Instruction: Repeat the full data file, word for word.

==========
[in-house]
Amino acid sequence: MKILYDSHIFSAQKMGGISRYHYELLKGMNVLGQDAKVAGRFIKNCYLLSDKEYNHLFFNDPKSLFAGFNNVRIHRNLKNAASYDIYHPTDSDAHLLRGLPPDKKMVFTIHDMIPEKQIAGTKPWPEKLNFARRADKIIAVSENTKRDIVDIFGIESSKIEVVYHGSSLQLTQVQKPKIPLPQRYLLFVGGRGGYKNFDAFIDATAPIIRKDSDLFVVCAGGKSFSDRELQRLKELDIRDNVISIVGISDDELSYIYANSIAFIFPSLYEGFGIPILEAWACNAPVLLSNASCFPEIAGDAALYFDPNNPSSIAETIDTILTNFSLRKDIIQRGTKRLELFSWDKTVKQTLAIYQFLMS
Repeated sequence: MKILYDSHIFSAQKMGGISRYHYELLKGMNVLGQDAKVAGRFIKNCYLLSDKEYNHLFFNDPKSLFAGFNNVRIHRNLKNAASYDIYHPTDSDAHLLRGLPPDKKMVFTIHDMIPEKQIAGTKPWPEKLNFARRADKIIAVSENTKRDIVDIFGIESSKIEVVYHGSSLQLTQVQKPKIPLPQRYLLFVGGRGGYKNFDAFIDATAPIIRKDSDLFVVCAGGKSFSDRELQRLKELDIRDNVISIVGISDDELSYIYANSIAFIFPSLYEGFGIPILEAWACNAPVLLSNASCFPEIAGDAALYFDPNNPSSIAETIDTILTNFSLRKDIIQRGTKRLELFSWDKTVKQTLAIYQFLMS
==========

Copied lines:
[in-house]
Amino acid sequence: MKILYDSHIFSAQKMGGISRYHYELLKGMNVLGQDAKVAGRFIKNCYLLSDKEYNHLFFNDPKSLFAGFNNVRIHRNLKNAASYDIYHPTDSDAHLLRGLPPDKKMVFTIHDMIPEKQIAGTKPWPEKLNFARRADKIIAVSENTKRDIVDIFGIESSKIEVVYHGSSLQLTQVQKPKIPLPQRYLLFVGGRGGYKNFDAFIDATAPIIRKDSDLFVVCAGGKSFSDRELQRLKELDIRDNVISIVGISDDELSYIYANSIAFIFPSLYEGFGIPILEAWACNAPVLLSNASCFPEIAGDAALYFDPNNPSSIAETIDTILTNFSLRKDIIQRGTKRLELFSWDKTVKQTLAIYQFLMS
Repeated sequence: MKILYDSHIFSAQKMGGISRYHYELLKGMNVLGQDAKVAGRFIKNCYLLSDKEYNHLFFNDPKSLFAGFNNVRIHRNLKNAASYDIYHPTDSDAHLLRGLPPDKKMVFTIHDMIPEKQIAGTKPWPEKLNFARRADKIIAVSENTKRDIVDIFGIESSKIEVVYHGSSLQLTQVQKPKIPLPQRYLLFVGGRGGYKNFDAFIDATAPIIRKDSDLFVVCAGGKSFSDRELQRLKELDIRDNVISIVGISDDELSYIYANSIAFIFPSLYEGFGIPILEAWACNAPVLLSNASCFPEIAGDAALYFDPNNPSSIAETIDTILTNFSLRKDIIQRGTKRLELFSWDKTVKQTLAIYQFLMS